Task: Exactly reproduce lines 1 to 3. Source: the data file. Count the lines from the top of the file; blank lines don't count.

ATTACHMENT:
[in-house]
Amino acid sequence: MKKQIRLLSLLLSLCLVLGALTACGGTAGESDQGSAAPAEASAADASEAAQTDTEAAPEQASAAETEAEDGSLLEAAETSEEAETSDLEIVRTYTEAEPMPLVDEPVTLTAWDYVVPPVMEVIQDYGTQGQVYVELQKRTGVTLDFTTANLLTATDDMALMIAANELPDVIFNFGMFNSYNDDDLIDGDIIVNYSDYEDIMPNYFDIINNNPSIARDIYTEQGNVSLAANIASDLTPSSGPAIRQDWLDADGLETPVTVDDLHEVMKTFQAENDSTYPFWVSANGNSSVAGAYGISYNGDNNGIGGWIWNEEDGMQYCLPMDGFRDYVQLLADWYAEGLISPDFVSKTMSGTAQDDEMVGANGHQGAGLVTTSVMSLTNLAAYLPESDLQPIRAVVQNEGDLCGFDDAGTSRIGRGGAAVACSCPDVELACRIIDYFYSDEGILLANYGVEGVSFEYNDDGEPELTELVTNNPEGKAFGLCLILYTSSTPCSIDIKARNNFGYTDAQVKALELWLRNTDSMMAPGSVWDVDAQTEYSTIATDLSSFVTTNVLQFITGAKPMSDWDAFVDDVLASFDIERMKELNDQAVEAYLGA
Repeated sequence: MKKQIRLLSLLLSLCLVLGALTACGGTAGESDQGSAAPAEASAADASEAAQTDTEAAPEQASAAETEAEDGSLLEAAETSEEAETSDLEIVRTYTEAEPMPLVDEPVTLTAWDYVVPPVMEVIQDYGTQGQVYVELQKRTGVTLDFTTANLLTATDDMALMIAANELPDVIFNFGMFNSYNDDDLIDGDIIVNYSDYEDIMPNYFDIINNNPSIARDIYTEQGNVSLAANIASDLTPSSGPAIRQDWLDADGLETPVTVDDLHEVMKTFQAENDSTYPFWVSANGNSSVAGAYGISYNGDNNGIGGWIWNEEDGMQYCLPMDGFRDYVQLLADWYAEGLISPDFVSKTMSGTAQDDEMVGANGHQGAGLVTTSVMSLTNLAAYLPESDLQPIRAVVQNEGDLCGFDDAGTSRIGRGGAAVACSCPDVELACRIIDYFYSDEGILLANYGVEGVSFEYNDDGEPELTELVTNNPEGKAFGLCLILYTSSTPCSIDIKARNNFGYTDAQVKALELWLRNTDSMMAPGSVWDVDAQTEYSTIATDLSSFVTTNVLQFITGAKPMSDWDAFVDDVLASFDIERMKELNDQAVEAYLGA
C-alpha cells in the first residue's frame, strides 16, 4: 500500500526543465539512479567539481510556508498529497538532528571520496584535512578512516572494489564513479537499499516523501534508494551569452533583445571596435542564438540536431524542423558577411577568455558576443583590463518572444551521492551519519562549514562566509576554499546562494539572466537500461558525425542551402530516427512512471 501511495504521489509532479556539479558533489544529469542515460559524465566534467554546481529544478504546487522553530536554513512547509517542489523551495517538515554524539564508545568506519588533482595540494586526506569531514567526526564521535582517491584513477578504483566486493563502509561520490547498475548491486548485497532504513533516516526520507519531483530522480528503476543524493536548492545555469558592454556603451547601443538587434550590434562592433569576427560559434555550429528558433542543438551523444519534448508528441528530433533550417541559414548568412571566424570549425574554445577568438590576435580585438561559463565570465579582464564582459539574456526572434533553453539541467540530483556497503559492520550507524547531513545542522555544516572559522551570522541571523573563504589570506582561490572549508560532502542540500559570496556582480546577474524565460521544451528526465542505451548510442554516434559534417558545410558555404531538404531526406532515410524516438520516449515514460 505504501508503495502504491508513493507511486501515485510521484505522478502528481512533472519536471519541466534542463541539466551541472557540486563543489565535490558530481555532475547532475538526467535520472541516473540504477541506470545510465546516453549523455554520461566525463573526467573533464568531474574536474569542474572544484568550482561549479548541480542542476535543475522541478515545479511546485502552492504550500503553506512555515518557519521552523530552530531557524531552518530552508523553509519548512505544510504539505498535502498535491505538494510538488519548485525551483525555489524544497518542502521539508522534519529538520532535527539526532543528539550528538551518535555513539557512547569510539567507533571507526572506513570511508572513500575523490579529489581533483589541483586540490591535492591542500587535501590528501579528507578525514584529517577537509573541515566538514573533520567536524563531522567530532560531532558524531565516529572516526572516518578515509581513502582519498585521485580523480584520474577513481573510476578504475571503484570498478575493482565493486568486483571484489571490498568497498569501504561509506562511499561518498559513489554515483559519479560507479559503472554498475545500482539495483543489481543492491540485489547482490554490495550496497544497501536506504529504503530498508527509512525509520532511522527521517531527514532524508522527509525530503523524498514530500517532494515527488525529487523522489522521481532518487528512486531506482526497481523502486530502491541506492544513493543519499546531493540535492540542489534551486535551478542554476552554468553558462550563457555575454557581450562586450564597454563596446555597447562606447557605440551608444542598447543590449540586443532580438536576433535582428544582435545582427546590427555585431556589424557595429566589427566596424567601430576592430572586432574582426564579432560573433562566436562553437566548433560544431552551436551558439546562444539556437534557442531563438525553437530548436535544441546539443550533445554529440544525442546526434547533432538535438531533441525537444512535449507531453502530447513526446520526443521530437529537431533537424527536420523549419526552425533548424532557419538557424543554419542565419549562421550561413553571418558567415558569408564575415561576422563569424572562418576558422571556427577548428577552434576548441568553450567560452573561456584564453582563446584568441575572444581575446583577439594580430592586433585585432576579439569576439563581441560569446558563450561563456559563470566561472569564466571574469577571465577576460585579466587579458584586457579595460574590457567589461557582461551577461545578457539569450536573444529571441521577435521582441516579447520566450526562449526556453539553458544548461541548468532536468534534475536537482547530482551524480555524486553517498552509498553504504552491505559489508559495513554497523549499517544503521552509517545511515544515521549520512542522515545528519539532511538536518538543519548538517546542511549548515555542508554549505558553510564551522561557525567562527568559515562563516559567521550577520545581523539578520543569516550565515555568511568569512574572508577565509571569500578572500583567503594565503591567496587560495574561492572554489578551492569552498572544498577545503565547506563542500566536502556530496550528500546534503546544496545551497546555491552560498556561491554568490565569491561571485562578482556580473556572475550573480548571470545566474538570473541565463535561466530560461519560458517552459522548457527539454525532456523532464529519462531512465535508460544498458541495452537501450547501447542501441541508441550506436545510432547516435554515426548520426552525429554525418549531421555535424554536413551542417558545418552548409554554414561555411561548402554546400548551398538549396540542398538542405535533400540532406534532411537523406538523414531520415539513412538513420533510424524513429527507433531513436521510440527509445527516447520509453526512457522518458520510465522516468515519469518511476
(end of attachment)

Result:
[in-house]
Amino acid sequence: MKKQIRLLSLLLSLCLVLGALTACGGTAGESDQGSAAPAEASAADASEAAQTDTEAAPEQASAAETEAEDGSLLEAAETSEEAETSDLEIVRTYTEAEPMPLVDEPVTLTAWDYVVPPVMEVIQDYGTQGQVYVELQKRTGVTLDFTTANLLTATDDMALMIAANELPDVIFNFGMFNSYNDDDLIDGDIIVNYSDYEDIMPNYFDIINNNPSIARDIYTEQGNVSLAANIASDLTPSSGPAIRQDWLDADGLETPVTVDDLHEVMKTFQAENDSTYPFWVSANGNSSVAGAYGISYNGDNNGIGGWIWNEEDGMQYCLPMDGFRDYVQLLADWYAEGLISPDFVSKTMSGTAQDDEMVGANGHQGAGLVTTSVMSLTNLAAYLPESDLQPIRAVVQNEGDLCGFDDAGTSRIGRGGAAVACSCPDVELACRIIDYFYSDEGILLANYGVEGVSFEYNDDGEPELTELVTNNPEGKAFGLCLILYTSSTPCSIDIKARNNFGYTDAQVKALELWLRNTDSMMAPGSVWDVDAQTEYSTIATDLSSFVTTNVLQFITGAKPMSDWDAFVDDVLASFDIERMKELNDQAVEAYLGA
Repeated sequence: MKKQIRLLSLLLSLCLVLGALTACGGTAGESDQGSAAPAEASAADASEAAQTDTEAAPEQASAAETEAEDGSLLEAAETSEEAETSDLEIVRTYTEAEPMPLVDEPVTLTAWDYVVPPVMEVIQDYGTQGQVYVELQKRTGVTLDFTTANLLTATDDMALMIAANELPDVIFNFGMFNSYNDDDLIDGDIIVNYSDYEDIMPNYFDIINNNPSIARDIYTEQGNVSLAANIASDLTPSSGPAIRQDWLDADGLETPVTVDDLHEVMKTFQAENDSTYPFWVSANGNSSVAGAYGISYNGDNNGIGGWIWNEEDGMQYCLPMDGFRDYVQLLADWYAEGLISPDFVSKTMSGTAQDDEMVGANGHQGAGLVTTSVMSLTNLAAYLPESDLQPIRAVVQNEGDLCGFDDAGTSRIGRGGAAVACSCPDVELACRIIDYFYSDEGILLANYGVEGVSFEYNDDGEPELTELVTNNPEGKAFGLCLILYTSSTPCSIDIKARNNFGYTDAQVKALELWLRNTDSMMAPGSVWDVDAQTEYSTIATDLSSFVTTNVLQFITGAKPMSDWDAFVDDVLASFDIERMKELNDQAVEAYLGA